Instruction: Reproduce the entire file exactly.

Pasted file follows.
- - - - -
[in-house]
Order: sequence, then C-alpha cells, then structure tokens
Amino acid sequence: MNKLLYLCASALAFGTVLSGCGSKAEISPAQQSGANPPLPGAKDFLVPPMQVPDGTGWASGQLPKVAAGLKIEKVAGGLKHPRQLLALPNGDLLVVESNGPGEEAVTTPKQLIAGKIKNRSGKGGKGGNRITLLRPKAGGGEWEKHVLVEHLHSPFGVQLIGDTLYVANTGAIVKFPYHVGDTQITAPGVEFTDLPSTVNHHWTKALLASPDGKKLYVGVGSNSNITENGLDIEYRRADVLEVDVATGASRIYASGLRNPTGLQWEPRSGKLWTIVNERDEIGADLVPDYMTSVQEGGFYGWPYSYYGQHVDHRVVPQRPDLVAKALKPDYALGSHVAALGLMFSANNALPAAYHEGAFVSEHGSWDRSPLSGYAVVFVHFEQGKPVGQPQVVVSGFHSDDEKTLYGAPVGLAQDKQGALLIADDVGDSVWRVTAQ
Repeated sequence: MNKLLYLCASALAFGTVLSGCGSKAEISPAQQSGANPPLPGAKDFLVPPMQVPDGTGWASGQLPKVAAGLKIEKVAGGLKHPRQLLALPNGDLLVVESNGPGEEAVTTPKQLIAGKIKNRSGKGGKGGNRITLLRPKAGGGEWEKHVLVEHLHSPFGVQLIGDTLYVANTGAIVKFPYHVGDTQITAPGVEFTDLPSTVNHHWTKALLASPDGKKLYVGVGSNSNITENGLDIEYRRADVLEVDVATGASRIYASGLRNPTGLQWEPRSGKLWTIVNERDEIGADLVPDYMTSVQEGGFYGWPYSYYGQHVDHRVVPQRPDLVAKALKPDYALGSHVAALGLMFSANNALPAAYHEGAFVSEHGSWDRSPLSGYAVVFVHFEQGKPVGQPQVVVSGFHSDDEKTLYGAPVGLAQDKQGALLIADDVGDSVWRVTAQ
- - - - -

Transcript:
[in-house]
Order: sequence, then C-alpha cells, then structure tokens
Amino acid sequence: MNKLLYLCASALAFGTVLSGCGSKAEISPAQQSGANPPLPGAKDFLVPPMQVPDGTGWASGQLPKVAAGLKIEKVAGGLKHPRQLLALPNGDLLVVESNGPGEEAVTTPKQLIAGKIKNRSGKGGKGGNRITLLRPKAGGGEWEKHVLVEHLHSPFGVQLIGDTLYVANTGAIVKFPYHVGDTQITAPGVEFTDLPSTVNHHWTKALLASPDGKKLYVGVGSNSNITENGLDIEYRRADVLEVDVATGASRIYASGLRNPTGLQWEPRSGKLWTIVNERDEIGADLVPDYMTSVQEGGFYGWPYSYYGQHVDHRVVPQRPDLVAKALKPDYALGSHVAALGLMFSANNALPAAYHEGAFVSEHGSWDRSPLSGYAVVFVHFEQGKPVGQPQVVVSGFHSDDEKTLYGAPVGLAQDKQGALLIADDVGDSVWRVTAQ
Repeated sequence: MNKLLYLCASALAFGTVLSGCGSKAEISPAQQSGANPPLPGAKDFLVPPMQVPDGTGWASGQLPKVAAGLKIEKVAGGLKHPRQLLALPNGDLLVVESNGPGEEAVTTPKQLIAGKIKNRSGKGGKGGNRITLLRPKAGGGEWEKHVLVEHLHSPFGVQLIGDTLYVANTGAIVKFPYHVGDTQITAPGVEFTDLPSTVNHHWTKALLASPDGKKLYVGVGSNSNITENGLDIEYRRADVLEVDVATGASRIYASGLRNPTGLQWEPRSGKLWTIVNERDEIGADLVPDYMTSVQEGGFYGWPYSYYGQHVDHRVVPQRPDLVAKALKPDYALGSHVAALGLMFSANNALPAAYHEGAFVSEHGSWDRSPLSGYAVVFVHFEQGKPVGQPQVVVSGFHSDDEKTLYGAPVGLAQDKQGALLIADDVGDSVWRVTAQ